Mar 18, 2010

What's so Radical about Homemaking?

#2 in a series of responses to Globe&Mail comments
I'm not sure that reverting to traditional, out dated ways of life is necessarily radical.Its wonderful if you can do it but I don't know that I'd call it all that radical.
Now if you insisted on doing so entirely in a vinyl pink bodysuit that might be radical.
- "BC Philosopher's" comment on the Globe and Mail article

We're not doing anything new here. There's nothing radical about wanting to be connected to our food sources, live slower, spend out time engaged directly in activities that nurture our bodies and souls and communities. As another reader commented, "If that is radical, then so is watching television or wearing a sweater or getting a library card."

What's different from our grandparents' life is that we're coming back to it. Choosing to forgo the trappings of consumerism makes it much more Joyful than if we just couldn't afford them; much like deciding to go on a fast is nothing like not being able to get enough to eat. In this regard, "Teapots" was somewhat correct in her comment that this "reminds me of Tolstoy walking around his estate in sackcloth pretending he was a peasant."

I would argue that while our life is "traditional", it's not "outdated." While we wake up to the timeless crow of rooster, we also get to enjoy modern conveniences - we have not gone Amish and given up power tools, the station wagon and trailer, the smoothie blender, the high-thread-count bamboo bedsheets. The internet and easy transport options give us many more options for secondary income, and let us remain connected and involved in the wider world. There are homesteaders who choose to go into the woods with a few hand-tools and re-live Little House on the Prairie, but most of us pick and choose from the wide menu of tools and trends that support the path we've chosen.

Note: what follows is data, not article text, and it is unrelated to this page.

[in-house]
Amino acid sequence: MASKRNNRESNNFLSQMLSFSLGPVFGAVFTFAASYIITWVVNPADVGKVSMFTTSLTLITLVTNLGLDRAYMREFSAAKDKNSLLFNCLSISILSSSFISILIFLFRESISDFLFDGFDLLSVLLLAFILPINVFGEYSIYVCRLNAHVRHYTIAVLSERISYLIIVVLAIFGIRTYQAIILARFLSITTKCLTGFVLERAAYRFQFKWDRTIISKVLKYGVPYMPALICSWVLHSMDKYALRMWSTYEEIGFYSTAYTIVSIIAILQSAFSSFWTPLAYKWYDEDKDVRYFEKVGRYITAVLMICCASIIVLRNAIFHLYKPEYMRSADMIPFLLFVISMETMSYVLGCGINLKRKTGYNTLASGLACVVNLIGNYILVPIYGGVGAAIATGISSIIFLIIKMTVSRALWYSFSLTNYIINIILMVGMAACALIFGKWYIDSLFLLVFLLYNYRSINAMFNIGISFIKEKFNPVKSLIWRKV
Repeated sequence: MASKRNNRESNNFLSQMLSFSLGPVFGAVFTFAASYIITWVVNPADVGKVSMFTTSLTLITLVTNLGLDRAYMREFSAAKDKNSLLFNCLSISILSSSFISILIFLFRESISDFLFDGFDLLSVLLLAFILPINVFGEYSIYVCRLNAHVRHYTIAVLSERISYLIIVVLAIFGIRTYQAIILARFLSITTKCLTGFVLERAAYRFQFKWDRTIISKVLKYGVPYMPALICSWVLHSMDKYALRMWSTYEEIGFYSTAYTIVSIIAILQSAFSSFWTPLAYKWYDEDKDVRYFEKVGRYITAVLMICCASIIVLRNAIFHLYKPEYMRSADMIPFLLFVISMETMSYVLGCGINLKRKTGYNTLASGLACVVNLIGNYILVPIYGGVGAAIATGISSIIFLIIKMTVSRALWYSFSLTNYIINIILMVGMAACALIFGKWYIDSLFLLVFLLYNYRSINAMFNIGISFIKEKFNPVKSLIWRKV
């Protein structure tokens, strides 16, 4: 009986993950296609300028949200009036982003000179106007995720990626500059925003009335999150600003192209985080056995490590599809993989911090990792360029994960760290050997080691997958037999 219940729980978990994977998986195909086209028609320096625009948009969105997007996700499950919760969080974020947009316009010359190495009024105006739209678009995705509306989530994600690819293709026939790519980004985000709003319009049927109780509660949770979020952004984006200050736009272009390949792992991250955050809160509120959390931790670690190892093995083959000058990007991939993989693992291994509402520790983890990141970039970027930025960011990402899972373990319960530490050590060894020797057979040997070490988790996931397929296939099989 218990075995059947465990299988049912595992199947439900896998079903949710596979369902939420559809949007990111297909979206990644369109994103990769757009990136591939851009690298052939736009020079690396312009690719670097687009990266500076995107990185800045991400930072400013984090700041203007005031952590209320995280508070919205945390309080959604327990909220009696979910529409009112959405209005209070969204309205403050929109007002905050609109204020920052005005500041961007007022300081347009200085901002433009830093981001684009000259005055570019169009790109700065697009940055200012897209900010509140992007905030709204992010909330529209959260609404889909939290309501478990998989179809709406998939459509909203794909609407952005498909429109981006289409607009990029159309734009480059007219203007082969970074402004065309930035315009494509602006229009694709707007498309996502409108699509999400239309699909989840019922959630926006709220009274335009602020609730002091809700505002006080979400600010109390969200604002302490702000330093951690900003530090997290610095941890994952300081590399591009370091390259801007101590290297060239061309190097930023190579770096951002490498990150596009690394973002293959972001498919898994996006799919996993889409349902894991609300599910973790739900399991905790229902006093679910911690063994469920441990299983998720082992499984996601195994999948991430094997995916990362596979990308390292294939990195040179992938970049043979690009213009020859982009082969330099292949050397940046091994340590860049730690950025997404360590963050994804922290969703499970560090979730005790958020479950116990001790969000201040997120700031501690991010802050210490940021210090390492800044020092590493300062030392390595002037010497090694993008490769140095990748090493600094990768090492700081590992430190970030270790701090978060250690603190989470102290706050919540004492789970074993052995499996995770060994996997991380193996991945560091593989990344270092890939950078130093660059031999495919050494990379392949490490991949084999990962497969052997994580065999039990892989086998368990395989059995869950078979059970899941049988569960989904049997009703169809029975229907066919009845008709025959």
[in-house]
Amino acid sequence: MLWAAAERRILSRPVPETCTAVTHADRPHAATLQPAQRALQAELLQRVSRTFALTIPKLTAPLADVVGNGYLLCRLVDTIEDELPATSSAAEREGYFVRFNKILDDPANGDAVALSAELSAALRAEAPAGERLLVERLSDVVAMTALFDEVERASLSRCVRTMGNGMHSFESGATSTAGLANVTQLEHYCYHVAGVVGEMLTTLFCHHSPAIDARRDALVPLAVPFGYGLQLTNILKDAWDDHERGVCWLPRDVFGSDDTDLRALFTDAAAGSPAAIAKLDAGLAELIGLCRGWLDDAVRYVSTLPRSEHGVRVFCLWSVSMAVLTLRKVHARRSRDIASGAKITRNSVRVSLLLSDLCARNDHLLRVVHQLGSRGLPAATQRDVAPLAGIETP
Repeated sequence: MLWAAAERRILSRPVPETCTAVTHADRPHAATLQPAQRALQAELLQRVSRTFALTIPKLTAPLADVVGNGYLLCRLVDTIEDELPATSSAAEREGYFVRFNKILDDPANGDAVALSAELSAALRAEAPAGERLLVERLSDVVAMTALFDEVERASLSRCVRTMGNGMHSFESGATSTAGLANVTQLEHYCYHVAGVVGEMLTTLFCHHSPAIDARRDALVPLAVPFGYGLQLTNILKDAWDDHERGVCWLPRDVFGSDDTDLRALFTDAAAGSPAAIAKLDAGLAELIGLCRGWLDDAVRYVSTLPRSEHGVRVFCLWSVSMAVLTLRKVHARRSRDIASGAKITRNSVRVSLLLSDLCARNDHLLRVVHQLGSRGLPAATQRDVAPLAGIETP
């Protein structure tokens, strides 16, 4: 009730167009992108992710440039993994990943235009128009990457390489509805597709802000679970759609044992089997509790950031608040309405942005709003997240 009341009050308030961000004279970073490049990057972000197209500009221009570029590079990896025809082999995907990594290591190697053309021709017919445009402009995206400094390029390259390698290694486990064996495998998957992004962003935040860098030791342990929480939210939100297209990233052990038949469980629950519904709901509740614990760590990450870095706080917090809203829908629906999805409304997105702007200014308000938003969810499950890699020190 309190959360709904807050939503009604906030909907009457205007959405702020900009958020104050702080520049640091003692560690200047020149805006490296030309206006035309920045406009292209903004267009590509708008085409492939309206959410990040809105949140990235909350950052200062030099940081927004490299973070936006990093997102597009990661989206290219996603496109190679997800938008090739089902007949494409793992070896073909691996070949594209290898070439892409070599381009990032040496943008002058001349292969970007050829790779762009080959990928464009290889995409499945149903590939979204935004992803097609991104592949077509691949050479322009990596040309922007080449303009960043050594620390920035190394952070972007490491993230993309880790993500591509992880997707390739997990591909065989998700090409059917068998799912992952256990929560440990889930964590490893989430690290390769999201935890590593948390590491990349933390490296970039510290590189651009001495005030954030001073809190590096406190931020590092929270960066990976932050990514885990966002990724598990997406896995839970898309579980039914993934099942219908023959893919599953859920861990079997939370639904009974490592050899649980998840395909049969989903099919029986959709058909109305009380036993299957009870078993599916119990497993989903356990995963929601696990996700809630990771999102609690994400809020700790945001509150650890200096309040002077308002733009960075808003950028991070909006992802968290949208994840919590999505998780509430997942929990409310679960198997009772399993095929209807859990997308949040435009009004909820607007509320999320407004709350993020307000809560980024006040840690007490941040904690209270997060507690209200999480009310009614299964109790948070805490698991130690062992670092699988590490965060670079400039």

The main thing that's new about our life is the intentionality, the statement that this is our contribution to environmentalism, social justice and community. Our grandparents took good care of the earth, produced and ate local food, helped their neighbours, etc etc just from a practical and instinctual knowing that it was the best way to live and pass along quality of life to future generations. We've grown up in an age that has lost that natural connection and innate knowledge, so we're having to push ourselves to reclaim and start living it anew.

The only thing radical about remoulding our lives to honour the environment, social justice, community and family is that so many people perceive it as radical.

1 comment:

  1. Oh Rick--you nailed it again--the only thing radical about it--is that so many people view it as such!
    I concur my friend!